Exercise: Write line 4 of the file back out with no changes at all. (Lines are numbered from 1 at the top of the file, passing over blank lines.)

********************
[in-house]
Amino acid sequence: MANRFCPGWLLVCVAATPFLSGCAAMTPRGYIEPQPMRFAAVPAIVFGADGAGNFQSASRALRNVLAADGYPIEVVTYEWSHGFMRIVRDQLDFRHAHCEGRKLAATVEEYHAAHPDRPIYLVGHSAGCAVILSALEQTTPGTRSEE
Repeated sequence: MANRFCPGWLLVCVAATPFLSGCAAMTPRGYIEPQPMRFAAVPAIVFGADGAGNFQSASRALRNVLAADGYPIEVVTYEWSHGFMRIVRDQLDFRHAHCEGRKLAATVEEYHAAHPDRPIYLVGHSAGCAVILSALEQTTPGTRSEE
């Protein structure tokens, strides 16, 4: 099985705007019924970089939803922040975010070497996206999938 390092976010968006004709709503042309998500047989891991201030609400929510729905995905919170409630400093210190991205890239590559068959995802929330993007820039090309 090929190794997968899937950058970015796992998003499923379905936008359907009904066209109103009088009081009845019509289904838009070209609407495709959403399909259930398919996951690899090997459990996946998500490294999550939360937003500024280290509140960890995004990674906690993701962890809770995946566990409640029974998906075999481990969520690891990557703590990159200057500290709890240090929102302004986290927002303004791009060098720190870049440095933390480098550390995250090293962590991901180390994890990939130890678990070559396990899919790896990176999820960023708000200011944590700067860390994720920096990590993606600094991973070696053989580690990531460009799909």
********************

């Protein structure tokens, strides 16, 4: 099985705007019924970089939803922040975010070497996206999938 390092976010968006004709709503042309998500047989891991201030609400929510729905995905919170409630400093210190991205890239590559068959995802929330993007820039090309 090929190794997968899937950058970015796992998003499923379905936008359907009904066209109103009088009081009845019509289904838009070209609407495709959403399909259930398919996951690899090997459990996946998500490294999550939360937003500024280290509140960890995004990674906690993701962890809770995946566990409640029974998906075999481990969520690891990557703590990159200057500290709890240090929102302004986290927002303004791009060098720190870049440095933390480098550390995250090293962590991901180390994890990939130890678990070559396990899919790896990176999820960023708000200011944590700067860390994720920096990590993606600094991973070696053989580690990531460009799909």